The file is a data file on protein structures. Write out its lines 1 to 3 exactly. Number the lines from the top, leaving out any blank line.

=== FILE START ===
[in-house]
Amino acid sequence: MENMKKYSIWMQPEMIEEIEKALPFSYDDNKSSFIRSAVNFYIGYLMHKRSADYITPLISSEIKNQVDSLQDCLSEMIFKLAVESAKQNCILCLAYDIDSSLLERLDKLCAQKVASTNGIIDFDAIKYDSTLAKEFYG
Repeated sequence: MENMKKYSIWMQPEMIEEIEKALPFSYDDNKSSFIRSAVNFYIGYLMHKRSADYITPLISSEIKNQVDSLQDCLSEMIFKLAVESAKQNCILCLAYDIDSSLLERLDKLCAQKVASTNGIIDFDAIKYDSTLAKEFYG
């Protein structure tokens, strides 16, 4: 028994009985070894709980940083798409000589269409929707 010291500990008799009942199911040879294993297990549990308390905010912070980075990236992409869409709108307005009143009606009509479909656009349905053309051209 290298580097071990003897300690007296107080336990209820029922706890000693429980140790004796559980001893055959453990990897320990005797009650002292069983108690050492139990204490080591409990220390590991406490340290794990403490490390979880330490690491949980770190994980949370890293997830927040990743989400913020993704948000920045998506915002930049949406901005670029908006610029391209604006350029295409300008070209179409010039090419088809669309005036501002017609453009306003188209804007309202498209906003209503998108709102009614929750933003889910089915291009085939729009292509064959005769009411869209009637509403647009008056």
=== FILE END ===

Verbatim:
[in-house]
Amino acid sequence: MENMKKYSIWMQPEMIEEIEKALPFSYDDNKSSFIRSAVNFYIGYLMHKRSADYITPLISSEIKNQVDSLQDCLSEMIFKLAVESAKQNCILCLAYDIDSSLLERLDKLCAQKVASTNGIIDFDAIKYDSTLAKEFYG
Repeated sequence: MENMKKYSIWMQPEMIEEIEKALPFSYDDNKSSFIRSAVNFYIGYLMHKRSADYITPLISSEIKNQVDSLQDCLSEMIFKLAVESAKQNCILCLAYDIDSSLLERLDKLCAQKVASTNGIIDFDAIKYDSTLAKEFYG